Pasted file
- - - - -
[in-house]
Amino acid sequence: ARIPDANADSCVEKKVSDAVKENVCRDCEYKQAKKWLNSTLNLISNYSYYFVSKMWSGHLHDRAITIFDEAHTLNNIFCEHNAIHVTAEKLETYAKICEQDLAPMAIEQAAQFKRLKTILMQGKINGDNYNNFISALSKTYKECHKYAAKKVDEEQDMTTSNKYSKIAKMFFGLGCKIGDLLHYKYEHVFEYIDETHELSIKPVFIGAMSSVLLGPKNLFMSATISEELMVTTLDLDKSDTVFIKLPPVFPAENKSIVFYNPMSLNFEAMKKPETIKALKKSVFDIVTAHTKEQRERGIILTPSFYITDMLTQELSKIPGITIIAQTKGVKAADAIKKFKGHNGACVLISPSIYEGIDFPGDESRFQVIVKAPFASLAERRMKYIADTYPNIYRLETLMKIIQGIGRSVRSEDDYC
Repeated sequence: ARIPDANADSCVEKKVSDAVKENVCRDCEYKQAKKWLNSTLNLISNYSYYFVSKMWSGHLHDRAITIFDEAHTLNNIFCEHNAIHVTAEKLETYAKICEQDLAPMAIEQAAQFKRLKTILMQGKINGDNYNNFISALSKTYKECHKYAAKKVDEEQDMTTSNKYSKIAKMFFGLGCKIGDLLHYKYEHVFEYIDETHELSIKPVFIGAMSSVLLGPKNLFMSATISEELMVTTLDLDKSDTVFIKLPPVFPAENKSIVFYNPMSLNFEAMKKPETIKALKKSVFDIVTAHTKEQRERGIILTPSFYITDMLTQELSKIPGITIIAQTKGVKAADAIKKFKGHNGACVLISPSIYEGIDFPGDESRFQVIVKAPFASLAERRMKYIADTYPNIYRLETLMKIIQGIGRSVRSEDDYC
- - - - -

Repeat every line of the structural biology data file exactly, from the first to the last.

[in-house]
Amino acid sequence: ARIPDANADSCVEKKVSDAVKENVCRDCEYKQAKKWLNSTLNLISNYSYYFVSKMWSGHLHDRAITIFDEAHTLNNIFCEHNAIHVTAEKLETYAKICEQDLAPMAIEQAAQFKRLKTILMQGKINGDNYNNFISALSKTYKECHKYAAKKVDEEQDMTTSNKYSKIAKMFFGLGCKIGDLLHYKYEHVFEYIDETHELSIKPVFIGAMSSVLLGPKNLFMSATISEELMVTTLDLDKSDTVFIKLPPVFPAENKSIVFYNPMSLNFEAMKKPETIKALKKSVFDIVTAHTKEQRERGIILTPSFYITDMLTQELSKIPGITIIAQTKGVKAADAIKKFKGHNGACVLISPSIYEGIDFPGDESRFQVIVKAPFASLAERRMKYIADTYPNIYRLETLMKIIQGIGRSVRSEDDYC
Repeated sequence: ARIPDANADSCVEKKVSDAVKENVCRDCEYKQAKKWLNSTLNLISNYSYYFVSKMWSGHLHDRAITIFDEAHTLNNIFCEHNAIHVTAEKLETYAKICEQDLAPMAIEQAAQFKRLKTILMQGKINGDNYNNFISALSKTYKECHKYAAKKVDEEQDMTTSNKYSKIAKMFFGLGCKIGDLLHYKYEHVFEYIDETHELSIKPVFIGAMSSVLLGPKNLFMSATISEELMVTTLDLDKSDTVFIKLPPVFPAENKSIVFYNPMSLNFEAMKKPETIKALKKSVFDIVTAHTKEQRERGIILTPSFYITDMLTQELSKIPGITIIAQTKGVKAADAIKKFKGHNGACVLISPSIYEGIDFPGDESRFQVIVKAPFASLAERRMKYIADTYPNIYRLETLMKIIQGIGRSVRSEDDYC